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BTW... since I'm on the subject of anti-dive & this program... I didn't see this mentioned anywhere in the previous pages, so I should point out to everyone... the above diagram showing the anti-dive/anti-squat geometery is actually not correct.... it is however, I believe, how the program is calculating it... that being, the 100% line being drawn between the front tire contact patch and the center of gravity.... given the age of the original program, I'm assuming this to be the case because it's an old (& often used back then) error.

That is only going to be accurate if your CG location as a percentage of the wheelbase is the same as your front brake percentage.... now, in my case that's actually not that far off... so the anti-dive percentage the program generates is actually in the same ballpark for me (front brake bias = 58% / rear weight bias 57%).

The actual amount of anti-dive is dependant on the percentage of the total amount of braking force generated by the front tires... the correct way to diagram it is this...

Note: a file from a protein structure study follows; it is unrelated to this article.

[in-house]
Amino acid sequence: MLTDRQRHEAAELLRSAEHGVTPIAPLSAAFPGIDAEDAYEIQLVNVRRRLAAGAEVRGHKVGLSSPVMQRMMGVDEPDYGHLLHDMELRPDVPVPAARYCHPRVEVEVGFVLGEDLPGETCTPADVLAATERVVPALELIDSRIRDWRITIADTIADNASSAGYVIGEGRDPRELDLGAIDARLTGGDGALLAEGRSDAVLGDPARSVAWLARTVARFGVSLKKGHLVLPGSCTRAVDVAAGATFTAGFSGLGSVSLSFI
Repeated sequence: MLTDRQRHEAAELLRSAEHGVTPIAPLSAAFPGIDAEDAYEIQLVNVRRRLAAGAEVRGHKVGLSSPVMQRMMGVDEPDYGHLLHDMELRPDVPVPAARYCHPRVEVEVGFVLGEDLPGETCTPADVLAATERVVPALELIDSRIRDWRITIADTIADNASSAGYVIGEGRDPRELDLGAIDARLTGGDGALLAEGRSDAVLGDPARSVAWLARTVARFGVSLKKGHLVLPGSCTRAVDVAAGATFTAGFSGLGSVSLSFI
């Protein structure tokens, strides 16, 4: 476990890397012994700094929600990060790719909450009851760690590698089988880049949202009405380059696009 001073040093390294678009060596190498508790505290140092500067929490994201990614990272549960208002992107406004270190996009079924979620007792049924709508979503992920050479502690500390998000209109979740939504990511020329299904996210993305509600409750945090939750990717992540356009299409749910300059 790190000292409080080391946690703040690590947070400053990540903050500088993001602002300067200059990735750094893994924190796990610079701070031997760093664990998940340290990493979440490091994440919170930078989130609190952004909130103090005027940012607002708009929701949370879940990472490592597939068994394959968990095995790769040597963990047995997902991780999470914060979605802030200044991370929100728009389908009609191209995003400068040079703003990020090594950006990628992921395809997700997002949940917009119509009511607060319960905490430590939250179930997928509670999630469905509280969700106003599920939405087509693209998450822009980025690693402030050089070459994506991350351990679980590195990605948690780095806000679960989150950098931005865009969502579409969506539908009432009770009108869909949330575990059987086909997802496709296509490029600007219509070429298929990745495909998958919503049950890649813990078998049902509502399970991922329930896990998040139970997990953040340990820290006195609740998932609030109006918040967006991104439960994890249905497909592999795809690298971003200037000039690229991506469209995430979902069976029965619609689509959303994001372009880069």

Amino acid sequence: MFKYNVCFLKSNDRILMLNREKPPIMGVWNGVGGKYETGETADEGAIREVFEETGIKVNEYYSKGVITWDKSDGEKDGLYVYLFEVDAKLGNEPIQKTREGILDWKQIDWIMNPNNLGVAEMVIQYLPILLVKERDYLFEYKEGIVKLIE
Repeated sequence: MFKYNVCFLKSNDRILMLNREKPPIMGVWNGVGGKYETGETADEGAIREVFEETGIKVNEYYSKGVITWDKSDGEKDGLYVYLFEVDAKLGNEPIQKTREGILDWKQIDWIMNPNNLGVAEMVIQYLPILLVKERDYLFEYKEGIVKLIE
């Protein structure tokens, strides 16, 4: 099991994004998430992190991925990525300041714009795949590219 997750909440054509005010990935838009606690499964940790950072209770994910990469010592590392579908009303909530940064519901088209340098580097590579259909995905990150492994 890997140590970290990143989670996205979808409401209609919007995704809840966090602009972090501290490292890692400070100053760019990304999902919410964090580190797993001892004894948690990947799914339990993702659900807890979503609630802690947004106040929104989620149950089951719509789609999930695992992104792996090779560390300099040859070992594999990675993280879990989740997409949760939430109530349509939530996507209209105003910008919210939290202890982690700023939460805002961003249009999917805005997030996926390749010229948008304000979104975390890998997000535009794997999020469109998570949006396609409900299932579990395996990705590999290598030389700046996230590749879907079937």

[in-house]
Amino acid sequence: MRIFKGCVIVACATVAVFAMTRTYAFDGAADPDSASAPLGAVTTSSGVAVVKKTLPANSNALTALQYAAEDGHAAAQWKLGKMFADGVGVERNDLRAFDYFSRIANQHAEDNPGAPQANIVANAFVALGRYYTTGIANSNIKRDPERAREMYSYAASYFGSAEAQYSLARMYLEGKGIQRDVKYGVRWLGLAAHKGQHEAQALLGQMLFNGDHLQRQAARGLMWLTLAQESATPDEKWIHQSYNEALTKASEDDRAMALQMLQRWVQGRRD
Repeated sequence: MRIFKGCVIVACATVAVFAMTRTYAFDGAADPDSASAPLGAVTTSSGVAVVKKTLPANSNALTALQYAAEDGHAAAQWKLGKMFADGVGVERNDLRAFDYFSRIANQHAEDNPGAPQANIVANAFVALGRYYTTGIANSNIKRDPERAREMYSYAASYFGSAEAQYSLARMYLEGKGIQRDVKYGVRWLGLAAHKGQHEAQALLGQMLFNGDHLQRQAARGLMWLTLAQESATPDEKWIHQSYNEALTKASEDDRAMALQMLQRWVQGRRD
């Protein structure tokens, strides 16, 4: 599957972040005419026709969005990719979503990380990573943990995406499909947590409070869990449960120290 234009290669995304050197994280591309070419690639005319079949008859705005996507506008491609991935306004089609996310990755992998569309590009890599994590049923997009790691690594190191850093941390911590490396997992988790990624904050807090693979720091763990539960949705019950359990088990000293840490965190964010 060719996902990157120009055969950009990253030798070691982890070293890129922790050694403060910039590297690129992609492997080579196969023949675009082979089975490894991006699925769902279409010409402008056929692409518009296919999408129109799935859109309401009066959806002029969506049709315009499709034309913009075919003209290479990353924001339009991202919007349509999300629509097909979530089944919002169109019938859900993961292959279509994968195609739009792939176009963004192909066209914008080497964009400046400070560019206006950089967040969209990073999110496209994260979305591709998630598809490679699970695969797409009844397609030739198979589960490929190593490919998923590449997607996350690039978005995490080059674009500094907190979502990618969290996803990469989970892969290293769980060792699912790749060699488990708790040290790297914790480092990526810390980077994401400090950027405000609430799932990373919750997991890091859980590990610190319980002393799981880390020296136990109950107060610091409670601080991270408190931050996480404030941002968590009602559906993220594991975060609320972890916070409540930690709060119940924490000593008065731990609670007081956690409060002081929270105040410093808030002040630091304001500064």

Image

So, for the program to generate an accurate result it would have needed a front brake percentage input for use in the calculation.

Also, the way the descriptions are wirtten, I'm assuming it was also intended to be capable of calculating the anti-squat percentage of an independant rear suspension... well, unless you have 4WD that result isn't going to be in the same zip code, let alone ballpark.

The 100% line for a RWD vehicle runs from the rear tire contact patch to the CGH at the front axle.

Image

The reasoning is the same as for anti-dive... in the case of RWD, 100% of the acceleration force is generated by the rear wheels... so the 100% line = 100% of the wheelbase at CGH.

I figured I'd point this out as a potential pitfall to anyone using it... unless your front brake percentage is at least VERY close to your rear weight percentage, the anti-dive figure is not going to be anywhere near correct.